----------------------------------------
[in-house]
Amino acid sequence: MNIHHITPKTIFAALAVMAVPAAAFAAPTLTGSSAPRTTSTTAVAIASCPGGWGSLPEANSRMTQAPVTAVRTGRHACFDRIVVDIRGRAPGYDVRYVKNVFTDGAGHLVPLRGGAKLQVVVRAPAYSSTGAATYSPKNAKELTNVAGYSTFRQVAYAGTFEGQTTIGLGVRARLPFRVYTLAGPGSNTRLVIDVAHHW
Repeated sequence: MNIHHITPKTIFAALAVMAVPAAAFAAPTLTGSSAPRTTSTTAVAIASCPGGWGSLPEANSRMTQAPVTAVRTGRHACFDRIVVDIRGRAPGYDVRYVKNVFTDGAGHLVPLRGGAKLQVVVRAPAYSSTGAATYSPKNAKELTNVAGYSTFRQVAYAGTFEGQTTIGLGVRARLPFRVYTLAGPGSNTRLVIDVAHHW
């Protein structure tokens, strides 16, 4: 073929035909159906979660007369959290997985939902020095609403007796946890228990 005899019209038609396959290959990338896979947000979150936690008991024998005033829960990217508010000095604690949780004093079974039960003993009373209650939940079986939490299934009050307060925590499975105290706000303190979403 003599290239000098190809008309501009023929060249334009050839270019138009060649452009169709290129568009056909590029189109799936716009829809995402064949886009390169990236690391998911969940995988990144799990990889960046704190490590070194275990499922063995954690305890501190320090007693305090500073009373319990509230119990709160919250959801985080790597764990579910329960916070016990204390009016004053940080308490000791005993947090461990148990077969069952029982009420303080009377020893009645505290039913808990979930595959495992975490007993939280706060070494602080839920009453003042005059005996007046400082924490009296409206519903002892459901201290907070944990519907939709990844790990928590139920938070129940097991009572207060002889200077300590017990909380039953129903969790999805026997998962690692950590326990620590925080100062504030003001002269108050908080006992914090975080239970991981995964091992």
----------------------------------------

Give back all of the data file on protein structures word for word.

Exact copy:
[in-house]
Amino acid sequence: MNIHHITPKTIFAALAVMAVPAAAFAAPTLTGSSAPRTTSTTAVAIASCPGGWGSLPEANSRMTQAPVTAVRTGRHACFDRIVVDIRGRAPGYDVRYVKNVFTDGAGHLVPLRGGAKLQVVVRAPAYSSTGAATYSPKNAKELTNVAGYSTFRQVAYAGTFEGQTTIGLGVRARLPFRVYTLAGPGSNTRLVIDVAHHW
Repeated sequence: MNIHHITPKTIFAALAVMAVPAAAFAAPTLTGSSAPRTTSTTAVAIASCPGGWGSLPEANSRMTQAPVTAVRTGRHACFDRIVVDIRGRAPGYDVRYVKNVFTDGAGHLVPLRGGAKLQVVVRAPAYSSTGAATYSPKNAKELTNVAGYSTFRQVAYAGTFEGQTTIGLGVRARLPFRVYTLAGPGSNTRLVIDVAHHW
């Protein structure tokens, strides 16, 4: 073929035909159906979660007369959290997985939902020095609403007796946890228990 005899019209038609396959290959990338896979947000979150936690008991024998005033829960990217508010000095604690949780004093079974039960003993009373209650939940079986939490299934009050307060925590499975105290706000303190979403 003599290239000098190809008309501009023929060249334009050839270019138009060649452009169709290129568009056909590029189109799936716009829809995402064949886009390169990236690391998911969940995988990144799990990889960046704190490590070194275990499922063995954690305890501190320090007693305090500073009373319990509230119990709160919250959801985080790597764990579910329960916070016990204390009016004053940080308490000791005993947090461990148990077969069952029982009420303080009377020893009645505290039913808990979930595959495992975490007993939280706060070494602080839920009453003042005059005996007046400082924490009296409206519903002892459901201290907070944990519907939709990844790990928590139920938070129940097991009572207060002889200077300590017990909380039953129903969790999805026997998962690692950590326990620590925080100062504030003001002269108050908080006992914090975080239970991981995964091992």